‘Close online sales tax loophole’

Published 10:13pm Wednesday, April 11, 2012

LANSING — The Michigan Association of Recreation Vehicles and Campgrounds (MARVAC) joined the growing coalition businesses supporting House Bills 5004 and 5005.
With Michigan lawmakers returning soon to Lansing from spring break, many retailers renewed calls for the legislature to take action on bipartisan legislation to close the online sales tax loophole.
“Through programs like Pure Michigan, Lansing goes to great lengths to market this state’s natural beauty to campers, visitors and RV owners while at the same time our state’s own tax policy is putting local job makers and RV dealers who cater to those campers at a real disadvantage,” said Tim DeWitt, executive director of the Michigan Association of Recreation Vehicles and Campgrounds.  “Michigan’s tax code should be fair to local small businesses and dealers operating in the state instead of giving a competitive advantage to out-of-state retailers.”
“Passing the Main Street Fairness Act should be the legislature’s first priority after returning from spring break because state tax laws should treat all retail transactions the same and the current system puts Michigan jobs at risk,” James P. Hallan, president and CEO of the Michigan Retailers Association, which represents 12,000 individual storefronts, said. “A sale is a sale is a sale regardless of how it takes place. It does not make any sense for the state to spend millions each year trying to drum up business for local communities and retailers like those in the Michigan Association of Recreation Vehicles and Campgrounds and then allow the tax code to penalize them for doing business in the state.”
When consumers buy a product online, Michigan law says the consumer must pay the same sales tax he or she would if buying the product from a store in person.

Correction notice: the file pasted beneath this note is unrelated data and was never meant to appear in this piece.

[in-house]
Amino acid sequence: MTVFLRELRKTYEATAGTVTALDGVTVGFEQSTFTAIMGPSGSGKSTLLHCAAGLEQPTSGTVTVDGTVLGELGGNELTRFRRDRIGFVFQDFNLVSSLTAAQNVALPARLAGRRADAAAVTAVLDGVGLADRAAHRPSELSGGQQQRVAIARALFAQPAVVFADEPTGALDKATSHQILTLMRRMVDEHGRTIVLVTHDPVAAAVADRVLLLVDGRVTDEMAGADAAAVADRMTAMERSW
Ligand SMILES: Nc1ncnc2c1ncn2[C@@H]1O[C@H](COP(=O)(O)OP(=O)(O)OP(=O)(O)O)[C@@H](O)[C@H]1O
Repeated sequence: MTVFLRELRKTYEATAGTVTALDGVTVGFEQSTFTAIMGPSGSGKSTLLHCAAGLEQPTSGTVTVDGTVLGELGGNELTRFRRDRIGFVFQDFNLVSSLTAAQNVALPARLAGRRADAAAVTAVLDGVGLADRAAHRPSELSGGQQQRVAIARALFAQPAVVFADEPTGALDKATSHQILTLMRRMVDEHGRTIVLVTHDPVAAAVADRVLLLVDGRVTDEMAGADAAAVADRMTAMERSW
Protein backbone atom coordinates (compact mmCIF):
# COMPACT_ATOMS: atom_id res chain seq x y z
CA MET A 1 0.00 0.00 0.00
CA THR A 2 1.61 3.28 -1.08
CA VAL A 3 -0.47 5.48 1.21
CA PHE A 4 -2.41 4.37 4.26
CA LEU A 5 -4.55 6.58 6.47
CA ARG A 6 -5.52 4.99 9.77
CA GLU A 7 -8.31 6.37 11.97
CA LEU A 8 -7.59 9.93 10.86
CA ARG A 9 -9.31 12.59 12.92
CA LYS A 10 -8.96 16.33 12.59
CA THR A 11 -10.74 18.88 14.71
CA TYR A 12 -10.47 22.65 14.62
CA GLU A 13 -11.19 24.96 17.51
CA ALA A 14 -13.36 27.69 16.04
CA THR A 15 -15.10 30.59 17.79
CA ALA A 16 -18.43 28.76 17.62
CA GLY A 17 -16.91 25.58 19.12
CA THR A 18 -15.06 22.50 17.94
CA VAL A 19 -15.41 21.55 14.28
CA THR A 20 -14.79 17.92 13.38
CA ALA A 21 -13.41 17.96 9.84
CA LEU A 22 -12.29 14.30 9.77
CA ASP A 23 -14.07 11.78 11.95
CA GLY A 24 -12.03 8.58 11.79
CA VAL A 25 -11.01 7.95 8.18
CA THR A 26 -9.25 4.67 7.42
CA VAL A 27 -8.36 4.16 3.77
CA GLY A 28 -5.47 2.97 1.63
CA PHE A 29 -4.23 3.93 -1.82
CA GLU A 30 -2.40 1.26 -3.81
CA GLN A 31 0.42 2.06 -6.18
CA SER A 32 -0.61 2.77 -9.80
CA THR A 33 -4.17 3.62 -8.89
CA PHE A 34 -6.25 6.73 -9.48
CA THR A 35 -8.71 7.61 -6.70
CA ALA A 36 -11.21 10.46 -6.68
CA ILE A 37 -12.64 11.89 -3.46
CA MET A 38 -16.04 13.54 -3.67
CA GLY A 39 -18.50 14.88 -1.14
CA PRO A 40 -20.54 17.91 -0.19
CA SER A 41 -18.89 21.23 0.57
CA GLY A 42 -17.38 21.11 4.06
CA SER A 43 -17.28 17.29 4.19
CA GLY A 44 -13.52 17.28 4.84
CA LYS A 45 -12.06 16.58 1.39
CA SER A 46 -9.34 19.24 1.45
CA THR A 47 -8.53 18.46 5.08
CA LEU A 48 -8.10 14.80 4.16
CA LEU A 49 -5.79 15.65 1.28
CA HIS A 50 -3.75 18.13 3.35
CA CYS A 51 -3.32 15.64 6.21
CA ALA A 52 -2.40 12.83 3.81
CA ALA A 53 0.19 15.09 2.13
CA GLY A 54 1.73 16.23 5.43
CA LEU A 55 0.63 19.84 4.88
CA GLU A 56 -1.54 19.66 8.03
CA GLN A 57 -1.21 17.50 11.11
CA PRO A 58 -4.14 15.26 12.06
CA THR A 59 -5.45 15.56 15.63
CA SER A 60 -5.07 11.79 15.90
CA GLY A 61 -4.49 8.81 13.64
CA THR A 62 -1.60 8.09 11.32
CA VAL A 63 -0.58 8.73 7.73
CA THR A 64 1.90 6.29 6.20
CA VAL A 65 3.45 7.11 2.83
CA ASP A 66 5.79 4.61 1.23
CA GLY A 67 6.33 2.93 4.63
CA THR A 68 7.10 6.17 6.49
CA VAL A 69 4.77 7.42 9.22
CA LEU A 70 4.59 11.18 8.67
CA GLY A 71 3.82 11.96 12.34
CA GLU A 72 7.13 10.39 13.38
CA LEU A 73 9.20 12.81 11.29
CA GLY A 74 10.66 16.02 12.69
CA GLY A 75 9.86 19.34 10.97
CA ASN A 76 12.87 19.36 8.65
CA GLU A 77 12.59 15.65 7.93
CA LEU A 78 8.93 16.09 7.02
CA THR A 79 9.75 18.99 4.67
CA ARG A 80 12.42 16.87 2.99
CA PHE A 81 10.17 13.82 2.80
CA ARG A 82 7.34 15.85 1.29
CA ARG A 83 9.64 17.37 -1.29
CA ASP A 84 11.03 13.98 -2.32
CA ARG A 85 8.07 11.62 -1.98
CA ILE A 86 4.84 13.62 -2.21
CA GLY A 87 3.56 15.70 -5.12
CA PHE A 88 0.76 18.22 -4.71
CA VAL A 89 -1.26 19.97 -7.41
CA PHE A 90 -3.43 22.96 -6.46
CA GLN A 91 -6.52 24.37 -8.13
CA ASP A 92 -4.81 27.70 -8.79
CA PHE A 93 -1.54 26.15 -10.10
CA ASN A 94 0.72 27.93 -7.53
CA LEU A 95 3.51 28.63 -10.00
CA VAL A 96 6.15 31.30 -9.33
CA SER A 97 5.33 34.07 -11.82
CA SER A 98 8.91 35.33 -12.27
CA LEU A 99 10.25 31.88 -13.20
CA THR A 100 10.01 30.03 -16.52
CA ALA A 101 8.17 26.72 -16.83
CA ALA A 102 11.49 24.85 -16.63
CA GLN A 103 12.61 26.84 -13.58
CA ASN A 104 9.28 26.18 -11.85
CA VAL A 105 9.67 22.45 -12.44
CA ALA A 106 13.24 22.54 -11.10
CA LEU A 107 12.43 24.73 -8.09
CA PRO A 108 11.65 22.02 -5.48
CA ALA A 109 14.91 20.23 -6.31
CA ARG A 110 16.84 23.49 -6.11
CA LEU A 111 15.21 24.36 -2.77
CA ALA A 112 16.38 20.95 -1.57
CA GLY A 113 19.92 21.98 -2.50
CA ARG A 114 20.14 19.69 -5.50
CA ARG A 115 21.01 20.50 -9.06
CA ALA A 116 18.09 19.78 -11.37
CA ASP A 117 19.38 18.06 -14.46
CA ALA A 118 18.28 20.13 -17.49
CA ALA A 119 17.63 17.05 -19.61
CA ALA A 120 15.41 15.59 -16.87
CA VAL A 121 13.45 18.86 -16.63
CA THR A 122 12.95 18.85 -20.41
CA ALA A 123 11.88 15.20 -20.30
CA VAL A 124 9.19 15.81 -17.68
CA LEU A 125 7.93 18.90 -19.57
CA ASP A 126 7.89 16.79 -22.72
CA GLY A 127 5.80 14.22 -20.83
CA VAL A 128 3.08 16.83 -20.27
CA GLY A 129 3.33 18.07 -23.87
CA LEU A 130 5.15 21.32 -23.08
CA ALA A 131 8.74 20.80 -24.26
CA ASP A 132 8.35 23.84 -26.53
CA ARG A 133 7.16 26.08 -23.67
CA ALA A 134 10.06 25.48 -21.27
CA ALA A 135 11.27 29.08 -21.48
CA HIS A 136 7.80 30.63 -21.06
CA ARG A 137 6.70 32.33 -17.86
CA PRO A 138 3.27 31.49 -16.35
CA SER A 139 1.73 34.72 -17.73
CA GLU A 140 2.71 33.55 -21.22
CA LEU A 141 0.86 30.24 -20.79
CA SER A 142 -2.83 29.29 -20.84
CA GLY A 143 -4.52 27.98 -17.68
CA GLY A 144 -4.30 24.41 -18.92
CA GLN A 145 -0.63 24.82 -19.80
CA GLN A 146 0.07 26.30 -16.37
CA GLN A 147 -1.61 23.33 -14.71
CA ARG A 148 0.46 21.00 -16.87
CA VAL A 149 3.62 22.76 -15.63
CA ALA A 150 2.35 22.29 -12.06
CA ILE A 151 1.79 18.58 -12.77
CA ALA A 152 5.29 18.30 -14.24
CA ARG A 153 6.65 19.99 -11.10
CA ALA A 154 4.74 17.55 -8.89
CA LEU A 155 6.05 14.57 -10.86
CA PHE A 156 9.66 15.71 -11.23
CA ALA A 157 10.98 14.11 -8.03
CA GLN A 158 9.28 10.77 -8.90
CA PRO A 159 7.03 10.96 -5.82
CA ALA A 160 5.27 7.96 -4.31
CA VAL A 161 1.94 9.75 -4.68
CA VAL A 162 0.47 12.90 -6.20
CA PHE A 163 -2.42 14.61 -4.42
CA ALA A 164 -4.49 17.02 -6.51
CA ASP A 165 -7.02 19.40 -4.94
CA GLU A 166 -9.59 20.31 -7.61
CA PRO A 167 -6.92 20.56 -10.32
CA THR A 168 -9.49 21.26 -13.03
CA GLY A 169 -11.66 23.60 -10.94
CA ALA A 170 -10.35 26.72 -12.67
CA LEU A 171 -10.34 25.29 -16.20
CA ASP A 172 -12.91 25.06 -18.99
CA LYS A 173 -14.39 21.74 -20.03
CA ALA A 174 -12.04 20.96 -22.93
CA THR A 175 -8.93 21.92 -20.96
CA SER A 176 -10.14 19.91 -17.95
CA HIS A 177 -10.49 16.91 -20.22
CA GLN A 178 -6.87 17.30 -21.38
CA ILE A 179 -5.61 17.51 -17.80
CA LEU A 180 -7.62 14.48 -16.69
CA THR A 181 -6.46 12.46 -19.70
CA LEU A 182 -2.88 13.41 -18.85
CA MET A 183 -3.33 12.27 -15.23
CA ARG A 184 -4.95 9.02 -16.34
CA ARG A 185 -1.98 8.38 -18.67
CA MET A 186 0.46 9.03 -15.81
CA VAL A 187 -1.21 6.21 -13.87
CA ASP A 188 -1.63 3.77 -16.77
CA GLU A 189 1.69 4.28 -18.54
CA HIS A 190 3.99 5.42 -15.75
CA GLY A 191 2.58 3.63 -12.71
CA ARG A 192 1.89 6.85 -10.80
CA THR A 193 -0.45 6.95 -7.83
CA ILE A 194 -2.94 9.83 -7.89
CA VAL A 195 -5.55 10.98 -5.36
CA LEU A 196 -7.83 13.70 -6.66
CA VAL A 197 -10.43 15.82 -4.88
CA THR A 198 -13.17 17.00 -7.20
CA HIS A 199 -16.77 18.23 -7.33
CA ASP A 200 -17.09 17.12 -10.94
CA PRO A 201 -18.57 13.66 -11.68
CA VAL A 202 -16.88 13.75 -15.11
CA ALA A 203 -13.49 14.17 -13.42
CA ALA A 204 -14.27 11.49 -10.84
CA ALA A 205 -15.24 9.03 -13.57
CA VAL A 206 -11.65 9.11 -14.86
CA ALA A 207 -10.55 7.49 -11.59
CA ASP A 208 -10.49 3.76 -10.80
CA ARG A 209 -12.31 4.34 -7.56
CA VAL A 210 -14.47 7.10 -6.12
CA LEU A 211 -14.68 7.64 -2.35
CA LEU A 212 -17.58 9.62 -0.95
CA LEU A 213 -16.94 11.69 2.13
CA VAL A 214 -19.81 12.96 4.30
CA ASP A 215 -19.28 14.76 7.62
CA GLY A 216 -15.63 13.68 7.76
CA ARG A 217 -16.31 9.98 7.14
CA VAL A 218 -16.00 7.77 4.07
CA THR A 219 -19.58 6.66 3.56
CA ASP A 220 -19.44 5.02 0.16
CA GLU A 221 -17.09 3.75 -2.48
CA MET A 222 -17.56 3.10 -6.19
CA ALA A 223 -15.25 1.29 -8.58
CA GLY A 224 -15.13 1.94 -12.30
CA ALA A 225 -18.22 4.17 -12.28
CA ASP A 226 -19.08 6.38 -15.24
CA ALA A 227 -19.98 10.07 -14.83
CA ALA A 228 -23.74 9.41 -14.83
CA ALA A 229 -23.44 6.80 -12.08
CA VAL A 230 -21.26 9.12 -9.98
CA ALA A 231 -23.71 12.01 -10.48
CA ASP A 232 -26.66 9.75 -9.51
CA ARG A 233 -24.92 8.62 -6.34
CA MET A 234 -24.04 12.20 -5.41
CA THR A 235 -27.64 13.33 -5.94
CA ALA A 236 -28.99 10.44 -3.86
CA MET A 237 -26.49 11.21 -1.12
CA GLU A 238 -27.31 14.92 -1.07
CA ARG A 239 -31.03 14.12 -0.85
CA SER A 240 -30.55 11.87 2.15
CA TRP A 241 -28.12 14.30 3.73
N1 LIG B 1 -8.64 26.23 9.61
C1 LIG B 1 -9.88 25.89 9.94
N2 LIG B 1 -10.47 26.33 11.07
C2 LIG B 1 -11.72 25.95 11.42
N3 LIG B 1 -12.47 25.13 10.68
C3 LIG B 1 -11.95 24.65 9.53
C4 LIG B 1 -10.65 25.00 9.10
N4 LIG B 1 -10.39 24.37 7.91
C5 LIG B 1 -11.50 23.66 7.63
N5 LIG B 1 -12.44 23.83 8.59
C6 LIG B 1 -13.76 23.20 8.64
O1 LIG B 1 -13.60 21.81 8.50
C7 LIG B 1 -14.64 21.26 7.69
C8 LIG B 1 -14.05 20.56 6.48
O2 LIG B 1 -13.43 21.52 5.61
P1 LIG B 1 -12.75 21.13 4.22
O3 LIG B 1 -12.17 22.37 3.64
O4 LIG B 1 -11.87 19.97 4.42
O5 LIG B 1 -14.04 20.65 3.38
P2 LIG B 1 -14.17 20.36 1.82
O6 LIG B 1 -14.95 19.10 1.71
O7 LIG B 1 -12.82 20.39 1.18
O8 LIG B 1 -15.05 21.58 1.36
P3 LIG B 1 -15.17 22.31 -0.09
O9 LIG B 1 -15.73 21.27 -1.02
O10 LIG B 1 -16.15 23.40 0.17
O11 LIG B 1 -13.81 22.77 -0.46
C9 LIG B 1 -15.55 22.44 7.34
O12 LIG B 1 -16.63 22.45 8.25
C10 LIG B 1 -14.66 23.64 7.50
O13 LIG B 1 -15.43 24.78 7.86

Under Michigan’s current sales tax collection system, out-of-state, online-only retailers exploit a legal loophole, allowing them to forgo collecting sales tax at the point of sale. Online-only retailers use this loophole to attract shoppers away from brick-and-mortar businesses by using deceptively lower prices, since Michigan retailers must add — and collect — the 6 percent sales tax to the customer’s bill.
Last fall, Reps. Eileen Kowall, R-White Lake, and Jim Ananich, D-Flint, introduced the Michigan Main Street Fairness Act, a bipartisan legislative package that would close the sales tax loophole.
According to a report by Lansing-based Public Sector Consultants, the sales tax loophole has a significant negative impact on job makers and the state’s economy.
The study found that closing the loophole would directly lead to the creation of as many as 1,600 new jobs, would increase investment in Michigan’ economy in the form of sales at brick-and-mortar retail outlets by as much as $126 million per year and would save the state as much as $141.5 million in otherwise lost sales tax revenue from electronic remote sales in 2012 alone.
MARVAC joins the Michigan Retailers Association, Michigan Grocers Association, Michigan Agri-Business Association and other Michigan retailers who formed the Michigan Alliance for Main Street Fairness, a coalition calling for thises updates to Michigan’s tax system to ensure a level playing field for all.


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